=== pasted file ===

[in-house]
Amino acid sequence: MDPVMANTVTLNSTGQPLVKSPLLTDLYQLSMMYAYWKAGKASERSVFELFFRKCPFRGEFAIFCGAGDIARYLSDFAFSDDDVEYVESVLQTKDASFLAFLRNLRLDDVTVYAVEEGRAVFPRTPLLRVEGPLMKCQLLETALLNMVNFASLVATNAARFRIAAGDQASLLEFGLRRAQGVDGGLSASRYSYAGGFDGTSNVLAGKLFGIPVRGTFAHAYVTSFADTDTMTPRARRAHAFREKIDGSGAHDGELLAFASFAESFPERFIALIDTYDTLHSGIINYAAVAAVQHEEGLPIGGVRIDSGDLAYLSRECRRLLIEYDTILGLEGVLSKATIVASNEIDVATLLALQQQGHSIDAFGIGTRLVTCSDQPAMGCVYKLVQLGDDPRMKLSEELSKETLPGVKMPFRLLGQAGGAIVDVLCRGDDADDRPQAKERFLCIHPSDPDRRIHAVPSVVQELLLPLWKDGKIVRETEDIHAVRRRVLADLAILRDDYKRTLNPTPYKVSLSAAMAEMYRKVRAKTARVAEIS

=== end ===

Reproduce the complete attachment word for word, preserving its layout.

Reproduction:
[in-house]
Amino acid sequence: MDPVMANTVTLNSTGQPLVKSPLLTDLYQLSMMYAYWKAGKASERSVFELFFRKCPFRGEFAIFCGAGDIARYLSDFAFSDDDVEYVESVLQTKDASFLAFLRNLRLDDVTVYAVEEGRAVFPRTPLLRVEGPLMKCQLLETALLNMVNFASLVATNAARFRIAAGDQASLLEFGLRRAQGVDGGLSASRYSYAGGFDGTSNVLAGKLFGIPVRGTFAHAYVTSFADTDTMTPRARRAHAFREKIDGSGAHDGELLAFASFAESFPERFIALIDTYDTLHSGIINYAAVAAVQHEEGLPIGGVRIDSGDLAYLSRECRRLLIEYDTILGLEGVLSKATIVASNEIDVATLLALQQQGHSIDAFGIGTRLVTCSDQPAMGCVYKLVQLGDDPRMKLSEELSKETLPGVKMPFRLLGQAGGAIVDVLCRGDDADDRPQAKERFLCIHPSDPDRRIHAVPSVVQELLLPLWKDGKIVRETEDIHAVRRRVLADLAILRDDYKRTLNPTPYKVSLSAAMAEMYRKVRAKTARVAEIS